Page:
In North America brethren often say that “Freemasonry makes good people better”. I’m not fond of this statement. After all, Freemasonry is not a living being and therefore it has no willpower nor the ability to ‘do’ anything. Only we men can make anything. Secondly, and in my view this is the crux of the matter: our educational system transfers the onus to the brother himself; So, it is not Freemasonry but only the brother himself who can make himself better. Then, of course, ‘better’ is comparative. Better from what? Better in what? I hope you’ll agree with me that this phrase is just a platitude which sounds meaningful but signifies nothing.
Now we come to the real issue: in my daily life, how can I know that I have actually turned the teachings of Freemasonry into a part of me? How do I know that I’ve succeeded in this self-educating? How do I know that I have worked on my stone well? I do not mean empty slogans or philosophizing; I mean a real application of humanistic and moral values to my daily life.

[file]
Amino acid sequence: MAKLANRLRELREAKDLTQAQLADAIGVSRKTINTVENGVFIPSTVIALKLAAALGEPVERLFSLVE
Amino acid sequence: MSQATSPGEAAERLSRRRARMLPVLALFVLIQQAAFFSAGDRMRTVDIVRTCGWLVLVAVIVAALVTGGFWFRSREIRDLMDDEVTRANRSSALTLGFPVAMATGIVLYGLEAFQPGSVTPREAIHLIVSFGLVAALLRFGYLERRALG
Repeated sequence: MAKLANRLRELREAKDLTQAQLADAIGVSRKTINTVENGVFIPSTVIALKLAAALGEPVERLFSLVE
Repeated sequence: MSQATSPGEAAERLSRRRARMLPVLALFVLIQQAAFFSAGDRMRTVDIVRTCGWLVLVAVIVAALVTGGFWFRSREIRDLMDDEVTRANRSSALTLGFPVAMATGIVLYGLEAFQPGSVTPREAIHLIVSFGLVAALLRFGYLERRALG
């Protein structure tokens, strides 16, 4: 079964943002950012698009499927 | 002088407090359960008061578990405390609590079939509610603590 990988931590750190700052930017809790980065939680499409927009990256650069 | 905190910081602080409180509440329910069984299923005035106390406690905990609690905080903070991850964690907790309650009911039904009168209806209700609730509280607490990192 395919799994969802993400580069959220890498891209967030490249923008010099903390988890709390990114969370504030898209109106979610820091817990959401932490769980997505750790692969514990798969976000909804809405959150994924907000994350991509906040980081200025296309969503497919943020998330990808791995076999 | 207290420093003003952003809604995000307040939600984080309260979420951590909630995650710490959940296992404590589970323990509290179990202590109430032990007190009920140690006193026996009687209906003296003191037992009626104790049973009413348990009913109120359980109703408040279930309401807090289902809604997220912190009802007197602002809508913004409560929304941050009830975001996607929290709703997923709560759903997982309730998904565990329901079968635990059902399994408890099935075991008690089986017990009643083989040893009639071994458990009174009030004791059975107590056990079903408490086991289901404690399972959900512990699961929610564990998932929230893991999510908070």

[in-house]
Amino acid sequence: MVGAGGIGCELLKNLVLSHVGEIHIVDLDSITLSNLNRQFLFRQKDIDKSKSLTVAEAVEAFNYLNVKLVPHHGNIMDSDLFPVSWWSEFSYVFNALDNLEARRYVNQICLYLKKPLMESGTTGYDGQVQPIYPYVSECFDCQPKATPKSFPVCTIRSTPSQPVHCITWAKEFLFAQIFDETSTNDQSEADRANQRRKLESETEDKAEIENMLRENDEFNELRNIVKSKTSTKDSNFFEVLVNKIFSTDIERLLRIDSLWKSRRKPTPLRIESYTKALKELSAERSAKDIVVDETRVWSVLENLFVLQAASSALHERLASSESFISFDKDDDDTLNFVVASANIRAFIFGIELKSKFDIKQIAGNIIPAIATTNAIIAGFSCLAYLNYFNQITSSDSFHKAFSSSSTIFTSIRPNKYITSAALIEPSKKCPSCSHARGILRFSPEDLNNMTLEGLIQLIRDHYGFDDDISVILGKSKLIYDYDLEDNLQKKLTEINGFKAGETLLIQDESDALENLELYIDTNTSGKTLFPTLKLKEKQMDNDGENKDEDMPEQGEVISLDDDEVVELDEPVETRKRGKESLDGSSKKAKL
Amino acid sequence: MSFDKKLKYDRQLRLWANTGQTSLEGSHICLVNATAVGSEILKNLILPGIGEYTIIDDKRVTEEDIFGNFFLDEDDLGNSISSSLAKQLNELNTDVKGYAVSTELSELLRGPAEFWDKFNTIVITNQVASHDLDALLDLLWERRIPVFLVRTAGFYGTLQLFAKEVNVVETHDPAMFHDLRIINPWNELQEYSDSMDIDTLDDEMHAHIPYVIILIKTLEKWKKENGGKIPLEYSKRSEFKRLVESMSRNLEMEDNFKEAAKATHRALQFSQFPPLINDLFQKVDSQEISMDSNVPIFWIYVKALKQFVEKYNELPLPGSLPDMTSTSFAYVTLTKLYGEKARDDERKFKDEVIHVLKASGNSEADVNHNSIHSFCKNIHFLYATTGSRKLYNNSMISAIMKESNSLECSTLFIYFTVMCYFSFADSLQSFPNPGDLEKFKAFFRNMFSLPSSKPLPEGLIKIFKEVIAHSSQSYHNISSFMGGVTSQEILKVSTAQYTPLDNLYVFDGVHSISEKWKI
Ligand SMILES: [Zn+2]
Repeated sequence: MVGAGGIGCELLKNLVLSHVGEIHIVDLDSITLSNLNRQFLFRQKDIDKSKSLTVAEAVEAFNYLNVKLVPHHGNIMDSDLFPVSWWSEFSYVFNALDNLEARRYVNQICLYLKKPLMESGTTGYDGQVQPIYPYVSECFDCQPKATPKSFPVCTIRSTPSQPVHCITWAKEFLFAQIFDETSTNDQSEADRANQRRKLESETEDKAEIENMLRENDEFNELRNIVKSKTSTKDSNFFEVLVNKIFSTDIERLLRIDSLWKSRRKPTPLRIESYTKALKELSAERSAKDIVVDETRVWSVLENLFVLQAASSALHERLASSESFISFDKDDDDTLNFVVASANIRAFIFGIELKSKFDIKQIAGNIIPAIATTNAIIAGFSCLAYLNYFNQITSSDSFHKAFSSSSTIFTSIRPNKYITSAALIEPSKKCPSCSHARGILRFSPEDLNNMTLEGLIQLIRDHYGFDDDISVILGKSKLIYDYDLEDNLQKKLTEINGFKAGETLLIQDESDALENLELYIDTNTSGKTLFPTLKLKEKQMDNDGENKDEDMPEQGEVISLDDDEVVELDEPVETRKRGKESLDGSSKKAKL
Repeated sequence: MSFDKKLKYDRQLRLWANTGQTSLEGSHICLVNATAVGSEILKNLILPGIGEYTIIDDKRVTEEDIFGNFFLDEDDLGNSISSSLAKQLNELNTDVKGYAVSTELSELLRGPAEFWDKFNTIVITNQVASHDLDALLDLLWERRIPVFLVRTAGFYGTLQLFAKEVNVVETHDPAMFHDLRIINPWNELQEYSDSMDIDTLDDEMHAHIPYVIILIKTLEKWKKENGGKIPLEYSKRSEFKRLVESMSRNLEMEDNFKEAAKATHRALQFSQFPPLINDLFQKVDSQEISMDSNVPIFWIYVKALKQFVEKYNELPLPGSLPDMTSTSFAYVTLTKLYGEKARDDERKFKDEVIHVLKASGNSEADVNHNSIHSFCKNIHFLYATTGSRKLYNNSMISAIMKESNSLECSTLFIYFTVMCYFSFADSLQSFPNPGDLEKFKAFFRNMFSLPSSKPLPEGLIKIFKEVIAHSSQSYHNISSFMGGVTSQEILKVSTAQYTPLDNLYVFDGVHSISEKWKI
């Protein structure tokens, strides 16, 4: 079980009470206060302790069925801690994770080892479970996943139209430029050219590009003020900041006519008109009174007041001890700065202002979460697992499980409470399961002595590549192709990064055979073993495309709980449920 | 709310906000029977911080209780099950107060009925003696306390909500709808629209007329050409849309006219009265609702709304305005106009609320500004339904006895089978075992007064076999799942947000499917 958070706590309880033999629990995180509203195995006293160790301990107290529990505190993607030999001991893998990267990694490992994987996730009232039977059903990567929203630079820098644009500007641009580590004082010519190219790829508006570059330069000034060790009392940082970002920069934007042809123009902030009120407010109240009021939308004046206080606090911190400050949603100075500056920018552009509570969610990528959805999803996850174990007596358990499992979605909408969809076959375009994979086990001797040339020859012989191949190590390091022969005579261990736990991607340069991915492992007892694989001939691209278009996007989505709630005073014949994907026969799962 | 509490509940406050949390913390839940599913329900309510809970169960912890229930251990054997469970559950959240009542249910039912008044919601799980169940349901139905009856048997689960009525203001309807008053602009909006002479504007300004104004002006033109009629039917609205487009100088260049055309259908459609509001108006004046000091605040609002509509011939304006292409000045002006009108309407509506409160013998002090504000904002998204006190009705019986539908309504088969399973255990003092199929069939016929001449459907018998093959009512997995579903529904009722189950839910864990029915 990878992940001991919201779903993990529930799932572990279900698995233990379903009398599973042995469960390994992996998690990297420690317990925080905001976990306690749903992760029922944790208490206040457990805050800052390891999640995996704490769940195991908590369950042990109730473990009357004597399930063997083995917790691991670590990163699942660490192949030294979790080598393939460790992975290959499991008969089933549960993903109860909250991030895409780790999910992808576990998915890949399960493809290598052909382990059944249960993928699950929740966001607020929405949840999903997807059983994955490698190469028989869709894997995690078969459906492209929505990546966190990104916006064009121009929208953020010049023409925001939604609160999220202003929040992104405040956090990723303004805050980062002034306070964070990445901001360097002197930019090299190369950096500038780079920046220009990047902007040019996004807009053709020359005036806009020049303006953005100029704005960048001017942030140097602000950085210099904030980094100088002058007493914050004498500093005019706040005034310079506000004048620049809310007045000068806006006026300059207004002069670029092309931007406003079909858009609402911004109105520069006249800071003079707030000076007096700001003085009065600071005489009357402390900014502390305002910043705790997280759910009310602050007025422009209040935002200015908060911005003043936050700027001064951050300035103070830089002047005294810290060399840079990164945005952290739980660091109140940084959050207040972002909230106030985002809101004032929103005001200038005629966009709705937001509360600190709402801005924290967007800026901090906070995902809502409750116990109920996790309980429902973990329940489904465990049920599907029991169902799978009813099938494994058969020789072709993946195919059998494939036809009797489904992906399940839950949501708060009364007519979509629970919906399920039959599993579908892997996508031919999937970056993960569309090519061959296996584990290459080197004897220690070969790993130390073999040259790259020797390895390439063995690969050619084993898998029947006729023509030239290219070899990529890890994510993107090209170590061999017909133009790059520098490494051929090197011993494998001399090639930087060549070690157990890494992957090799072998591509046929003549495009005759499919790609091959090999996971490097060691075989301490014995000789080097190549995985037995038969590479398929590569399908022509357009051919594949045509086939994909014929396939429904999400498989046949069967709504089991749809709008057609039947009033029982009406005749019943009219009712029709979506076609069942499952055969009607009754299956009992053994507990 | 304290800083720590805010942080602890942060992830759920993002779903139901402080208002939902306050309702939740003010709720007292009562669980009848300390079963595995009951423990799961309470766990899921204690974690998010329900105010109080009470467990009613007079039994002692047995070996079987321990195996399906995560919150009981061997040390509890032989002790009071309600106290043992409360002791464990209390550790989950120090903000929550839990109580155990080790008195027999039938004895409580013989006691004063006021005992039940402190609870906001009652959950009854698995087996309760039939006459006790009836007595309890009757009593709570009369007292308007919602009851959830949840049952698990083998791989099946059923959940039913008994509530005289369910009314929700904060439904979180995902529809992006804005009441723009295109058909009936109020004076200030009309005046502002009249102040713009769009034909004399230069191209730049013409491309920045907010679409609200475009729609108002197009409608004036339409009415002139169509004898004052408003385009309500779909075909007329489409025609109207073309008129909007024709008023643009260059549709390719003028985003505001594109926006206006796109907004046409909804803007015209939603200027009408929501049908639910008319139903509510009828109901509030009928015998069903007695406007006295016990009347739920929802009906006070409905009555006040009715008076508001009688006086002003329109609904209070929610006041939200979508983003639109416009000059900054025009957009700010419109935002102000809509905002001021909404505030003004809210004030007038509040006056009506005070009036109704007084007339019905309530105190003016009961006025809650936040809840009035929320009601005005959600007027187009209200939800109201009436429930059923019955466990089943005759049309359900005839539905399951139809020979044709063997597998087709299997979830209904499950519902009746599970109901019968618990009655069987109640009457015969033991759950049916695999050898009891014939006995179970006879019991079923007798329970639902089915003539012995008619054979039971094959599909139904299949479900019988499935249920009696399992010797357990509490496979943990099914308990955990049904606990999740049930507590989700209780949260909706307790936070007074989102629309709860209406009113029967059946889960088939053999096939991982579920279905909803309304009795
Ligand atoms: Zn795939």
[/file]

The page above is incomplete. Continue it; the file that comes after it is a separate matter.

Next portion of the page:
When I was a Troup Scout Master I used to tell my young leaders: why look for provocative topics which have little to do with what we call in Hebrew “מידות הצופה”. Why talk about violence in families or single mothers? Just pick up your newspaper and you can find many cases in which someone acted in contradiction to “a scout is a friend to all men and a brother to all scouts”. Every case of offence towards a fellow man can be a topic for discussion! Every injustice. To be a Freemason is not different. Am I applying the moral principles of the Craft in my daily life? Are they my measuring rod? Or am I just going to the lodge but come out empty; just going through the motions? When I pass a man playing on the street corner do I feel the need to search for a coin in my pocket? Have I phoned a sick brother? Does any offence against a fellow man or an act of injustice stir me? And what about my tolerance? Does it exist or doesn’t it? And how do I act with my family?
The bottom line is the application of the principles of Freemasonry. Not just the preaching! It is true that it does not always come naturally; it needs constant working on my stone.